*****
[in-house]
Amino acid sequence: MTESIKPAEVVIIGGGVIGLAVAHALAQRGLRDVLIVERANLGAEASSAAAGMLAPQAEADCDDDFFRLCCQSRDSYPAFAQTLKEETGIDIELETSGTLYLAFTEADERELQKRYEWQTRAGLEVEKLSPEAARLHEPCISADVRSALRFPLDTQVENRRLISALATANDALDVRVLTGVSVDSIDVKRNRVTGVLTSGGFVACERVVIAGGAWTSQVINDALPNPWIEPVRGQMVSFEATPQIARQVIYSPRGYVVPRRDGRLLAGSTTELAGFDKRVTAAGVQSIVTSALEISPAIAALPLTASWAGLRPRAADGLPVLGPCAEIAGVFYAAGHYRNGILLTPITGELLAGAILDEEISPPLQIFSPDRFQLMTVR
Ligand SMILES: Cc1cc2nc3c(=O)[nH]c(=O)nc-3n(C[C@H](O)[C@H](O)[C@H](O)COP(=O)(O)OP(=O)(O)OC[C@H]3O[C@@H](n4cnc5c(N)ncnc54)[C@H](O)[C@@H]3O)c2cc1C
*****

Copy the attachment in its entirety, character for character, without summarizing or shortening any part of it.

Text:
[in-house]
Amino acid sequence: MTESIKPAEVVIIGGGVIGLAVAHALAQRGLRDVLIVERANLGAEASSAAAGMLAPQAEADCDDDFFRLCCQSRDSYPAFAQTLKEETGIDIELETSGTLYLAFTEADERELQKRYEWQTRAGLEVEKLSPEAARLHEPCISADVRSALRFPLDTQVENRRLISALATANDALDVRVLTGVSVDSIDVKRNRVTGVLTSGGFVACERVVIAGGAWTSQVINDALPNPWIEPVRGQMVSFEATPQIARQVIYSPRGYVVPRRDGRLLAGSTTELAGFDKRVTAAGVQSIVTSALEISPAIAALPLTASWAGLRPRAADGLPVLGPCAEIAGVFYAAGHYRNGILLTPITGELLAGAILDEEISPPLQIFSPDRFQLMTVR
Ligand SMILES: Cc1cc2nc3c(=O)[nH]c(=O)nc-3n(C[C@H](O)[C@H](O)[C@H](O)COP(=O)(O)OP(=O)(O)OC[C@H]3O[C@@H](n4cnc5c(N)ncnc54)[C@H](O)[C@@H]3O)c2cc1C